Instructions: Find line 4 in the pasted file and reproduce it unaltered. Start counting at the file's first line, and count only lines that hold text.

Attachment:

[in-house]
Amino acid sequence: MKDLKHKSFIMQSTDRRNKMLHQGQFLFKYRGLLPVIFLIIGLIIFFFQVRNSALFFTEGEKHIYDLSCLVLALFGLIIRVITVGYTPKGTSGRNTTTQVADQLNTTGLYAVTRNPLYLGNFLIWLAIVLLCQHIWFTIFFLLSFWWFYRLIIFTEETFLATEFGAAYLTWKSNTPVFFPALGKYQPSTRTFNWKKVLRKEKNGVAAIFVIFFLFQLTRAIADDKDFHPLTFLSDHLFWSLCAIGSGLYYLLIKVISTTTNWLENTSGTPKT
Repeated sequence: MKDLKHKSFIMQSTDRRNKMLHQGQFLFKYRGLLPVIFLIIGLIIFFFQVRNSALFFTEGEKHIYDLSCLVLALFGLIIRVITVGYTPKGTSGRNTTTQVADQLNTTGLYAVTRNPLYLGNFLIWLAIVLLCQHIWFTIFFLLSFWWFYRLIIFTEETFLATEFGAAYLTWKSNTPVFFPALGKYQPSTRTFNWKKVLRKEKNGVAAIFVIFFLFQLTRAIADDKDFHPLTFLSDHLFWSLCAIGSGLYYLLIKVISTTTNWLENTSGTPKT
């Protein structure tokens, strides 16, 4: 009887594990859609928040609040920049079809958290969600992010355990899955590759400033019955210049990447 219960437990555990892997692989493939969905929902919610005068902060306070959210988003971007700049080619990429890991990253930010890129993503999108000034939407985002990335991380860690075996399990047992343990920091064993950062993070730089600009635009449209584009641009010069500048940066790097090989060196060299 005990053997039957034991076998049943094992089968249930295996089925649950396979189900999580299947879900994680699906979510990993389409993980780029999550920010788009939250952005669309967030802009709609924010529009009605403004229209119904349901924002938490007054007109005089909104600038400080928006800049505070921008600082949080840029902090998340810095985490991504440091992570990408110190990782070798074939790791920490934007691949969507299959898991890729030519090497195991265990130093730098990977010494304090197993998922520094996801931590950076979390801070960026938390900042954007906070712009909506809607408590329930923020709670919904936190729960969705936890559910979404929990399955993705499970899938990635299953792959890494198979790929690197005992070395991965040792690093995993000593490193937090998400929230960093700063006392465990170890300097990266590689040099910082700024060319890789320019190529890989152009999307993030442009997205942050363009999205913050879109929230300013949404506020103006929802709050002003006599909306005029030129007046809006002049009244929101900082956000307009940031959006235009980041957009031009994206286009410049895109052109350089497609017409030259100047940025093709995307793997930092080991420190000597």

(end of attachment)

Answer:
């Protein structure tokens, strides 16, 4: 009887594990859609928040609040920049079809958290969600992010355990899955590759400033019955210049990447 219960437990555990892997692989493939969905929902919610005068902060306070959210988003971007700049080619990429890991990253930010890129993503999108000034939407985002990335991380860690075996399990047992343990920091064993950062993070730089600009635009449209584009641009010069500048940066790097090989060196060299 005990053997039957034991076998049943094992089968249930295996089925649950396979189900999580299947879900994680699906979510990993389409993980780029999550920010788009939250952005669309967030802009709609924010529009009605403004229209119904349901924002938490007054007109005089909104600038400080928006800049505070921008600082949080840029902090998340810095985490991504440091992570990408110190990782070798074939790791920490934007691949969507299959898991890729030519090497195991265990130093730098990977010494304090197993998922520094996801931590950076979390801070960026938390900042954007906070712009909506809607408590329930923020709670919904936190729960969705936890559910979404929990399955993705499970899938990635299953792959890494198979790929690197005992070395991965040792690093995993000593490193937090998400929230960093700063006392465990170890300097990266590689040099910082700024060319890789320019190529890989152009999307993030442009997205942050363009999205913050879109929230300013949404506020103006929802709050002003006599909306005029030129007046809006002049009244929101900082956000307009940031959006235009980041957009031009994206286009410049895109052109350089497609017409030259100047940025093709995307793997930092080991420190000597």